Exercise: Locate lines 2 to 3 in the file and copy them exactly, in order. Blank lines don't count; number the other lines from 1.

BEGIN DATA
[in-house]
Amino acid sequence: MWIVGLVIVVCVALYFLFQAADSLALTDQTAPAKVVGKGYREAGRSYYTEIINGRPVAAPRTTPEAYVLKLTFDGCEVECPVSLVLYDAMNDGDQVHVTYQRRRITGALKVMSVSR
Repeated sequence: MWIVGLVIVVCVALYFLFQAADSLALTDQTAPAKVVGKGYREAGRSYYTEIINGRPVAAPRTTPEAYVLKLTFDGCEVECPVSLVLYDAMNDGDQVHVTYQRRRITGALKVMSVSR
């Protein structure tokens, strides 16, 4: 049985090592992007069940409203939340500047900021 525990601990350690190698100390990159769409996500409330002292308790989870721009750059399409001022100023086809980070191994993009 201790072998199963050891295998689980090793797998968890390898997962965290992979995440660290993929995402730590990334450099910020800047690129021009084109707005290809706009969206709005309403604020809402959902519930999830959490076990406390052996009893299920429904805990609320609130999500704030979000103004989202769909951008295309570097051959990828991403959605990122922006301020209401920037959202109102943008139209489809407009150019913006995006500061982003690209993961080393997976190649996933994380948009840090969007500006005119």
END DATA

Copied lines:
Amino acid sequence: MWIVGLVIVVCVALYFLFQAADSLALTDQTAPAKVVGKGYREAGRSYYTEIINGRPVAAPRTTPEAYVLKLTFDGCEVECPVSLVLYDAMNDGDQVHVTYQRRRITGALKVMSVSR
Repeated sequence: MWIVGLVIVVCVALYFLFQAADSLALTDQTAPAKVVGKGYREAGRSYYTEIINGRPVAAPRTTPEAYVLKLTFDGCEVECPVSLVLYDAMNDGDQVHVTYQRRRITGALKVMSVSR